University of Cambridge > > Departmental Seminars in History and Philosophy of Science > Risky sex data: precision medicine, big data and the ossification of a sex binary

Risky sex data: precision medicine, big data and the ossification of a sex binary

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We are, some say, at the threshold of a medical revolution. Current medical practice – which is based on a crude ‘one size fits all’ (or ‘one size fits most’) approach – will be replaced by ‘precision medicine’: an approach where big data and machine learning are harnessed to offer precisely tailored risk predictions, diagnoses, and treatment plans based on an individual’s lifestyle, environment, and genetic make-up. In this talk, I look at the role of sex and gender data categories in the development of precision medicine. I focus specifically on the case of precision medicine research on Alzheimer’s, dementia and related disorders, a well-funded, politically powerful, and socially salient field of biomedicine with a history of contentious debate regarding the role of biological and social factors in disease risk and prediction. I identify an assumption that I call the ‘default predictive value of sex’ and show how this assumption is fuelling calls for the development of sex-specific algorithms and ‘pink and blue’ machine learning models. In doing so, I show how these approaches to precision medicine risk naturalizing gender disparities and ossifying a binary, essentialized conception of sex in diagnostic and predictive tools.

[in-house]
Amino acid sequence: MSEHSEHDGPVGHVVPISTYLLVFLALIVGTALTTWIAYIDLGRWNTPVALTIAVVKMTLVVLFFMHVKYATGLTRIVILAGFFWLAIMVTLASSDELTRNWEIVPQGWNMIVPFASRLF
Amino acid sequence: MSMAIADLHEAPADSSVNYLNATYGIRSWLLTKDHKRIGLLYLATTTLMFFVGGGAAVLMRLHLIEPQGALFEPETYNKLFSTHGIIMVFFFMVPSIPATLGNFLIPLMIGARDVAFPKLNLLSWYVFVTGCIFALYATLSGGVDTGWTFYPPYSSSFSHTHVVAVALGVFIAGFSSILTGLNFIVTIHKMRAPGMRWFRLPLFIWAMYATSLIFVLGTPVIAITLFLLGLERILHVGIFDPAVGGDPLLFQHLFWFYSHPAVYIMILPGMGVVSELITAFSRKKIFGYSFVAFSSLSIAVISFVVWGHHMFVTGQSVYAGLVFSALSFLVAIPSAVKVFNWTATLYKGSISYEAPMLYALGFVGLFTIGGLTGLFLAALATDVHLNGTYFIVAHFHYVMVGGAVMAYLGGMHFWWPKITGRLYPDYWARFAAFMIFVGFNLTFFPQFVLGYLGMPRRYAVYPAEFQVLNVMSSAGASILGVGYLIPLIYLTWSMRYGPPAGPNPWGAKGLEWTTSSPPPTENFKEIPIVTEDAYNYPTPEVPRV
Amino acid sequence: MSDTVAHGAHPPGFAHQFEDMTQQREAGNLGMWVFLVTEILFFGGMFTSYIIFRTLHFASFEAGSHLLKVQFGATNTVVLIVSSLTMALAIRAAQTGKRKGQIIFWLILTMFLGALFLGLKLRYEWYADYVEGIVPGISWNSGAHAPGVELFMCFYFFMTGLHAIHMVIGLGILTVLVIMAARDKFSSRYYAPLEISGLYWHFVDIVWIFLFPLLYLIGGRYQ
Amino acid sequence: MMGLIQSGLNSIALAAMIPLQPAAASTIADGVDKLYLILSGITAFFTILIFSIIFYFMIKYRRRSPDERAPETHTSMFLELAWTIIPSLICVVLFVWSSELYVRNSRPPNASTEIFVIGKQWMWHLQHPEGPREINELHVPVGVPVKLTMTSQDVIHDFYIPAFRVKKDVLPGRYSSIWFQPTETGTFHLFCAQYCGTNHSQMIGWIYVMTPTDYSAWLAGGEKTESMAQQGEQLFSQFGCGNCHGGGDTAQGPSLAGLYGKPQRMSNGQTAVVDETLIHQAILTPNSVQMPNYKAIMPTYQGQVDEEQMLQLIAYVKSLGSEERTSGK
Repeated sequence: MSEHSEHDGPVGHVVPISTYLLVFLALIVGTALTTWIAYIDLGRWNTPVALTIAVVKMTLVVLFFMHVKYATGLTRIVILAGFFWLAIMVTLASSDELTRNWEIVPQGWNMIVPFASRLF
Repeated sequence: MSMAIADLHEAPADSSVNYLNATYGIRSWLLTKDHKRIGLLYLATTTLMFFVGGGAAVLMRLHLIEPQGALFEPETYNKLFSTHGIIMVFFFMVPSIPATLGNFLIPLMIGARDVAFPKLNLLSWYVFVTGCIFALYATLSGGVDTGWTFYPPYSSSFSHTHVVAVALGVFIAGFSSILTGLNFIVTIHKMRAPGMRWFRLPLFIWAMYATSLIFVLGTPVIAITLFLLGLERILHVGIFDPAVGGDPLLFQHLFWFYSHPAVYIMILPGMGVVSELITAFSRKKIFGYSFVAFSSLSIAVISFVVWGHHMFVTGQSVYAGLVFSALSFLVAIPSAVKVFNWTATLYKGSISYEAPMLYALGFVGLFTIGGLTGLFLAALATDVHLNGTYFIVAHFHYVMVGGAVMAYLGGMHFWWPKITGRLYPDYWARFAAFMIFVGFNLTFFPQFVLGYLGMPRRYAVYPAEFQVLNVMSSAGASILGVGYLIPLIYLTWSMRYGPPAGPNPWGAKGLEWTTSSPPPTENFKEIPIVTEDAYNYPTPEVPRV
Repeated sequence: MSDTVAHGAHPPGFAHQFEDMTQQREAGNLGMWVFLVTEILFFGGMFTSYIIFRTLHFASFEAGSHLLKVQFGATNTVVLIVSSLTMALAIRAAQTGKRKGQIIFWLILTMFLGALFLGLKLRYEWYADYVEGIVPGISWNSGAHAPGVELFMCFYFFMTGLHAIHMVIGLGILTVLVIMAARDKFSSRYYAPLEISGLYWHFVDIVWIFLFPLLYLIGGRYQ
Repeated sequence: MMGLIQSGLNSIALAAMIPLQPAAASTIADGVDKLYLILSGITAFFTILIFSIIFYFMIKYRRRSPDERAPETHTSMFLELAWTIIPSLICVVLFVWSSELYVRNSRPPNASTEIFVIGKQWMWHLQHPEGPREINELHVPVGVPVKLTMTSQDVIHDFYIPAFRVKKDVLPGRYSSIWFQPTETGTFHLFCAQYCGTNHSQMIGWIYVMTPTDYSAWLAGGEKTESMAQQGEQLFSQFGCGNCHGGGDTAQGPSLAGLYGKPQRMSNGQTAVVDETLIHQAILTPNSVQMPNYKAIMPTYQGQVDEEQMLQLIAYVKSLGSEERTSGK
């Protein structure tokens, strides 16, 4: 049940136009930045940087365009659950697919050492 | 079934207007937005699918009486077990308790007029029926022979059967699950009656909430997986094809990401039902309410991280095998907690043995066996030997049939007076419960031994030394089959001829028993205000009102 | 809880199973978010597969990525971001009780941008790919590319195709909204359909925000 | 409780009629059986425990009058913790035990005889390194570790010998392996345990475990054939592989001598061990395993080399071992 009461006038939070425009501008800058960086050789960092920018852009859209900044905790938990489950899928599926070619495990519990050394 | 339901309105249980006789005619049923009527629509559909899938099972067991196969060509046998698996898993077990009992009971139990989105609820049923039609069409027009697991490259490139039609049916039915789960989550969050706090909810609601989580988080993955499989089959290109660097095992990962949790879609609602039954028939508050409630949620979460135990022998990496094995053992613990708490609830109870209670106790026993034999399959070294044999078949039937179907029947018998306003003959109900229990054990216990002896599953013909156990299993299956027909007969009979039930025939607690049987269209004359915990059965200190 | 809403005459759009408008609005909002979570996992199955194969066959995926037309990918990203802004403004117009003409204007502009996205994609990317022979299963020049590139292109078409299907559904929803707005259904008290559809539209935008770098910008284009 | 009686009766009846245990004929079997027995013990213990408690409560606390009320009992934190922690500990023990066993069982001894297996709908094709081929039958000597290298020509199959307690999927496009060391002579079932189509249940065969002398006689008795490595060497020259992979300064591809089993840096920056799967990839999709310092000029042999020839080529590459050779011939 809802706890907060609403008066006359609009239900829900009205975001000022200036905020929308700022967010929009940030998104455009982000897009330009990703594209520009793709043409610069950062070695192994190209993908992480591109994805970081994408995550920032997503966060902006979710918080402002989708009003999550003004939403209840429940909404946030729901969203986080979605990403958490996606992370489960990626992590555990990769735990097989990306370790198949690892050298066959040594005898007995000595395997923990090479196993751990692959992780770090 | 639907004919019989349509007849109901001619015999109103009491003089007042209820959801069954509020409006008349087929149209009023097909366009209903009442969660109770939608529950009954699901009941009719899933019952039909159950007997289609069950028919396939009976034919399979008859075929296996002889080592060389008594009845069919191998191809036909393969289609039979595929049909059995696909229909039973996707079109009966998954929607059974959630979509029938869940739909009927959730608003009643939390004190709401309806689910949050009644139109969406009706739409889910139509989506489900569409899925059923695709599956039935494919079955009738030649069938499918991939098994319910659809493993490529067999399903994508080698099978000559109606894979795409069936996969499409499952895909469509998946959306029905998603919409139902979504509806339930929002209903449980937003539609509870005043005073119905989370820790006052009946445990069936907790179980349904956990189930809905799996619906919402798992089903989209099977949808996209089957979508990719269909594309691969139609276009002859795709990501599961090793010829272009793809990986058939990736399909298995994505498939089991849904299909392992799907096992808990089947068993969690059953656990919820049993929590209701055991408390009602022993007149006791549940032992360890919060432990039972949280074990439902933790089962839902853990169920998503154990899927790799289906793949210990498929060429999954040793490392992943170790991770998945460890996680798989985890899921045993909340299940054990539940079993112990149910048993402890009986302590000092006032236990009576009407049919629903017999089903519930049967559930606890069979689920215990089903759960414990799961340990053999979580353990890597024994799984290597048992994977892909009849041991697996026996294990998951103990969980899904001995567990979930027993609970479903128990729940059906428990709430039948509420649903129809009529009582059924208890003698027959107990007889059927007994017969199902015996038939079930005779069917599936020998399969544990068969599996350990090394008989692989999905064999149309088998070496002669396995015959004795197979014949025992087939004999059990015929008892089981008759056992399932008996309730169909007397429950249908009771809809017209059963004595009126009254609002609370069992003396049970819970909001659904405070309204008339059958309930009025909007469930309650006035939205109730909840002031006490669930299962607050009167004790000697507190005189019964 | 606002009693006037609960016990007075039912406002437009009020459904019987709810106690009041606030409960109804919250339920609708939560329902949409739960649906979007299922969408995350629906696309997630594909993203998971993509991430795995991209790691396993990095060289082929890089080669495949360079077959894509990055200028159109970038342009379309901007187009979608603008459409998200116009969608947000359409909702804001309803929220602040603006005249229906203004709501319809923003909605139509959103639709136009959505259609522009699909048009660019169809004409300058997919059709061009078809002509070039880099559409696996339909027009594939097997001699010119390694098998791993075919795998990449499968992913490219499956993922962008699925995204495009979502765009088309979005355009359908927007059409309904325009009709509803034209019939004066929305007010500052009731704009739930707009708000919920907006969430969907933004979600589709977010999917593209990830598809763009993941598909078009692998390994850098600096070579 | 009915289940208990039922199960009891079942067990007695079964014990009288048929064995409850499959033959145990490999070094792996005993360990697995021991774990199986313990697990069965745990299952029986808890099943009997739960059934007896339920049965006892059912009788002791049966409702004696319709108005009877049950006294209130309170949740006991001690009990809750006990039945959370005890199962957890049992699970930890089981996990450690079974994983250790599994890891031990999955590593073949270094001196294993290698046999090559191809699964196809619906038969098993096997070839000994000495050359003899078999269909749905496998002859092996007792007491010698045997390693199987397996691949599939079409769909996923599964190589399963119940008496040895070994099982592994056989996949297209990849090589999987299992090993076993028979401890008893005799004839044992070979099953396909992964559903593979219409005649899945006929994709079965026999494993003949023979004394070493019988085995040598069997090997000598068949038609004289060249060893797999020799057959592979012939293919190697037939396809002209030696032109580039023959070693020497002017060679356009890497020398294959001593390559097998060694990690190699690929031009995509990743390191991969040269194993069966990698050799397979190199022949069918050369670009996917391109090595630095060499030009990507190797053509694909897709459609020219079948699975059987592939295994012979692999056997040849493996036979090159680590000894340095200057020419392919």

This talk is part of the Departmental Seminars in History and Philosophy of Science series.

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